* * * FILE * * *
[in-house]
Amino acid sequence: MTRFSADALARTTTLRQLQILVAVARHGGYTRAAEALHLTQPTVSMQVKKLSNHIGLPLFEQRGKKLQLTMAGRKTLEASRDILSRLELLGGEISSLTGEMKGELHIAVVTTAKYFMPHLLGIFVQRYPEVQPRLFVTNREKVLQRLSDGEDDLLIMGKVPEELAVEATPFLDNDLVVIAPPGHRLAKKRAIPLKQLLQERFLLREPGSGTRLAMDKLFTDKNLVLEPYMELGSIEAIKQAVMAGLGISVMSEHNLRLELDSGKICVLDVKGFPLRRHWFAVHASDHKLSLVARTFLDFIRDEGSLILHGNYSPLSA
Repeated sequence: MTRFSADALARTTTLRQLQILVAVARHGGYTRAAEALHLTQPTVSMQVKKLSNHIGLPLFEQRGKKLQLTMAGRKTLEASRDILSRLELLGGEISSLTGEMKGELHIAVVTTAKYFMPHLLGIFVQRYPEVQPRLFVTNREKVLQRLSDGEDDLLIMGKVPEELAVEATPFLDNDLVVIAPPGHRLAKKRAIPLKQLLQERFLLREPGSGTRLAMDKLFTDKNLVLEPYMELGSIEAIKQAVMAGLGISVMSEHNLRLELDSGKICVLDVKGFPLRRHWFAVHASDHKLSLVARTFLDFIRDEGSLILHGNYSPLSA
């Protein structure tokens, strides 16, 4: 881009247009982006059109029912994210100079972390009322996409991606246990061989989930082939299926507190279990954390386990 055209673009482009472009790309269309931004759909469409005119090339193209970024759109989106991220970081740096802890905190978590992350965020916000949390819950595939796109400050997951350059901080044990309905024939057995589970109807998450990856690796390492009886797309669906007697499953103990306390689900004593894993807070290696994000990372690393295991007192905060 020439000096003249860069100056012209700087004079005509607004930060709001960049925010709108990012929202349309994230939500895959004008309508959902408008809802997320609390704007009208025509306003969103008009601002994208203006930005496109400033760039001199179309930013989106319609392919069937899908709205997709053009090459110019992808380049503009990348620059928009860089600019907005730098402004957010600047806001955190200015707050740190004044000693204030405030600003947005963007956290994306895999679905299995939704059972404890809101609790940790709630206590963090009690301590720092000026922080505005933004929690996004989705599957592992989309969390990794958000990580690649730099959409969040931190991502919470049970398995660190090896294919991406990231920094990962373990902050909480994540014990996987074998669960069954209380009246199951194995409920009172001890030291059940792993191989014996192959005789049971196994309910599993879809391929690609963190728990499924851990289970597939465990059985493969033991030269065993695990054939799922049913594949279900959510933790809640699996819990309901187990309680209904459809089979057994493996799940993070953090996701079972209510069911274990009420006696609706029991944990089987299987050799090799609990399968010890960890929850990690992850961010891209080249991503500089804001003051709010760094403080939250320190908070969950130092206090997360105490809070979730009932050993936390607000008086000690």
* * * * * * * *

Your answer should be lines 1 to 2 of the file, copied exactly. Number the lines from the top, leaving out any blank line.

[in-house]
Amino acid sequence: MTRFSADALARTTTLRQLQILVAVARHGGYTRAAEALHLTQPTVSMQVKKLSNHIGLPLFEQRGKKLQLTMAGRKTLEASRDILSRLELLGGEISSLTGEMKGELHIAVVTTAKYFMPHLLGIFVQRYPEVQPRLFVTNREKVLQRLSDGEDDLLIMGKVPEELAVEATPFLDNDLVVIAPPGHRLAKKRAIPLKQLLQERFLLREPGSGTRLAMDKLFTDKNLVLEPYMELGSIEAIKQAVMAGLGISVMSEHNLRLELDSGKICVLDVKGFPLRRHWFAVHASDHKLSLVARTFLDFIRDEGSLILHGNYSPLSA